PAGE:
At the end of January's Unpacked event, Samsung announced the wearable Galaxy Ring as the next gadget in its mobile lineup. The debut, with no release date or price revealed, is just a tease of Samsung's plans for new health and wellness products, leaving us wondering: Who is the Galaxy Ring for? I thought.
In the company's words, the Galaxy Ring is another device in the network of wearables and phones that feeds data to the Samsung Health app. “Ring should be considered as one of many steps toward multi-device engagement,” Hong Park, vice president and head of the digital health team for Samsung's mobile business, told CNET's Lisa Airdisico. I think so,” he said.
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So this is another way to track the types of personal data coming into Samsung Health, such as sleep, nutrition, activity, stress, and more. Specifically, it's for people who don't want a Galaxy Watch or other wrist-worn wearable, but still want to monitor their health, and who find a ring more comfortable to wear.
“Rings are less intrusive than watches, and fingers offer a more physiologically suitable position than the wrist for some health indicators,” says Techsponential's president and principal analyst, who also got a preview of Samsung's Pak. Avi Greengart told CNET.
Greengart expects that some consumers will want both a ring and a watch, while others will choose one or the other. Some people may pick up the ring because they like the way it looks. Eadicicco described the ring as a sleek, minimalist band (lined with sensors on the inside) that resembles the groom's solid metal ring.
“Personally, I'm very excited about this device, because I've been looking at rings myself, but many of them are quite bulky, especially since I'm already using the Galaxy Watch 6 classic. I found out that the Galaxy Ring might actually be perfect for me,” said Anshel Sugg, principal analyst at Moore Insights and Strategy.
Considering smartwatches' displays and array of sensors, we don't expect people to completely replace them with fitness rings. Instead, it fills in the gaps and provides health data when the watch is not being worn, such as when charging overnight. It would be even better if the Galaxy Ring simply worked without requiring a lot of configuration. Sag also believes that Samsung phones probably won't need a new app and will integrate well with other health data.
While smartwatch enthusiasts demand sharper, brighter displays for better interaction, other technology users are satisfied with a device that does everything silently in the background. The Galaxy Ring may be appealing to people who want to track their health data but don't want another small phone gadget demanding their attention.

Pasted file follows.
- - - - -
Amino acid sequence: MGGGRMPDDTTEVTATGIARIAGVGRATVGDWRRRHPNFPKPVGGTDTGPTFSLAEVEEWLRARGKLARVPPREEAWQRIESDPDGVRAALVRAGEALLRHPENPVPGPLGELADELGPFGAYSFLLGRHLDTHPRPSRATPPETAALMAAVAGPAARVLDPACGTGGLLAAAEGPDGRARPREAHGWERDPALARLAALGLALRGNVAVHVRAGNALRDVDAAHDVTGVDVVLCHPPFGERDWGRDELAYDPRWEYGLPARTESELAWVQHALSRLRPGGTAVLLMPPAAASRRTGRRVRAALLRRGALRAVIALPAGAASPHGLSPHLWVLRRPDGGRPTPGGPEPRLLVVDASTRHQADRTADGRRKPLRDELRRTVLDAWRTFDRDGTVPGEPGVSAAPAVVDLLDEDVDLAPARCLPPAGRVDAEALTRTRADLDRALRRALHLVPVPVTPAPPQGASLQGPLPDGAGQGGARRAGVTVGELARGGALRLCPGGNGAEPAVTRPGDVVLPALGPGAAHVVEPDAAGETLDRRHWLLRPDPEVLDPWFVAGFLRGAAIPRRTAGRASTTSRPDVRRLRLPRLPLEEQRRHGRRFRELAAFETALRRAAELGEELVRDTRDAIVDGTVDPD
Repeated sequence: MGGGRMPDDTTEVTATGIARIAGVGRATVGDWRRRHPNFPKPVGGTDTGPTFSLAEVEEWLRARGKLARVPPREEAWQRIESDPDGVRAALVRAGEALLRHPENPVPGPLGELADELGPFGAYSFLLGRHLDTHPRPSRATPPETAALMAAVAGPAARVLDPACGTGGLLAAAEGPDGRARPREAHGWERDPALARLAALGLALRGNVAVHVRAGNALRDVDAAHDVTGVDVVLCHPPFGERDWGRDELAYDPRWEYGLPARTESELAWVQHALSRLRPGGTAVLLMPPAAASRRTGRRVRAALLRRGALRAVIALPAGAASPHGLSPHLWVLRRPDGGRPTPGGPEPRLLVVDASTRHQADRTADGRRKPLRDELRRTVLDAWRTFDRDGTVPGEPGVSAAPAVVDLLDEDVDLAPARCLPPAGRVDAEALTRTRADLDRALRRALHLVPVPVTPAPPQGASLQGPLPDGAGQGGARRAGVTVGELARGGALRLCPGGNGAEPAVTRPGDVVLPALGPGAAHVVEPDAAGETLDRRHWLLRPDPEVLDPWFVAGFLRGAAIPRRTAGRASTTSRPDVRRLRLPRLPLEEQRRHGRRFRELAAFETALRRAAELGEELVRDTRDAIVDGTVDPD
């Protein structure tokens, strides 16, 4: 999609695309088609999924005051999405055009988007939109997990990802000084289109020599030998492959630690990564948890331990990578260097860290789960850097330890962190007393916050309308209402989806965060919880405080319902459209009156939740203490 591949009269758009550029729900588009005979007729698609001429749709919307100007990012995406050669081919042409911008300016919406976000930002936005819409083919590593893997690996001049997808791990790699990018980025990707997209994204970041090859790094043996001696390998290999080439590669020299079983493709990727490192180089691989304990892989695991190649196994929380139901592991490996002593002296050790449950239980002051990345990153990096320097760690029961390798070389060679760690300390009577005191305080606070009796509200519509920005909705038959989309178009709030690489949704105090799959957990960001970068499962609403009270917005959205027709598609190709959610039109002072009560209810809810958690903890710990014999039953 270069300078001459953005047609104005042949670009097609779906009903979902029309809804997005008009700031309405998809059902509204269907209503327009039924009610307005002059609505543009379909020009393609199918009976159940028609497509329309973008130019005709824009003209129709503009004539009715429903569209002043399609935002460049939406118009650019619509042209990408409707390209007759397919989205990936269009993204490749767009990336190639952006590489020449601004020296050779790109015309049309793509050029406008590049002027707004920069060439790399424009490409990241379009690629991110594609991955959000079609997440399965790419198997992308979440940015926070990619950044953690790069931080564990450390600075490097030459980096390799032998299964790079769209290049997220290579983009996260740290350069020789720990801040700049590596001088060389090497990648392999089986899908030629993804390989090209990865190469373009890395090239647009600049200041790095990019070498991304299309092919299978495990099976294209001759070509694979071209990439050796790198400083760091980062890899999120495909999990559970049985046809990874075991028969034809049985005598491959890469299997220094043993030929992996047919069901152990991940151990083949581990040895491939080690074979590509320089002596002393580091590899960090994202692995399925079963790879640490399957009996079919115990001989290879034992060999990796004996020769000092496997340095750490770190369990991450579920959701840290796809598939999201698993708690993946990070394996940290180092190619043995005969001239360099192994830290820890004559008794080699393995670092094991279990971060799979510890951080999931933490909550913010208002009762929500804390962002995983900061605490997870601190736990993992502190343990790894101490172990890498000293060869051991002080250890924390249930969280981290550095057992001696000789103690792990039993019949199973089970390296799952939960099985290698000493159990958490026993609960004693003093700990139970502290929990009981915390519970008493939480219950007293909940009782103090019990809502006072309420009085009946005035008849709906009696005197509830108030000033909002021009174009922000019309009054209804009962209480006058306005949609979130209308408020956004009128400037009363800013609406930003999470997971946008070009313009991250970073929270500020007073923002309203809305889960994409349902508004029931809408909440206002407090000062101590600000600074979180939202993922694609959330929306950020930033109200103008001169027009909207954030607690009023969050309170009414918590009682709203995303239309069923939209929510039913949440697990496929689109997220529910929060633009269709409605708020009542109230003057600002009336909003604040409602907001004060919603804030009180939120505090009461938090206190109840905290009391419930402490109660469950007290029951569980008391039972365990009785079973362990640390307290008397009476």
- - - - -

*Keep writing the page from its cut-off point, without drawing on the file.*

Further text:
“The idea behind a ring like this is not that it's cheaper than a smartwatch, but that it's a much smaller, discrete device for use cases like sleep tracking,” says International Data Corporation. said Brian Marr, vice president of device research at .
The Galaxy Ring could also be a product for a more limited group of people who want to track their health using the company's own Samsung Health app, but who have an iPhone and can't connect it to the latest Samsung wearables and watches. be. (The Galaxy Watch series has been Android-only since the company partnered with Google in 2021 to use its Wear OS 3 software.)
Samsung hasn't announced pricing or given any indication of how much the Galaxy Ring will cost or what kind of health features it will offer compared to other health wearables. So it's hard to predict how the Galaxy Ring will differentiate itself and appeal to its core user base, but given the market, who will most want to sign up for Samsung's next gadget? You can guess.
What the market expects from Galaxy Ring
The problem is that other health-tracking rings exist, most notably Oura and Monavo's Evie, which have been adopted by celebrities and athletes, but so far none have been available to the general public. This means that it is not widespread. It won't be easy for Samsung to compete, but the company has scale advantages and an existing ecosystem of other devices that gives it flexibility, Forrester vice president and principal analyst Julie Ask told CNET. told.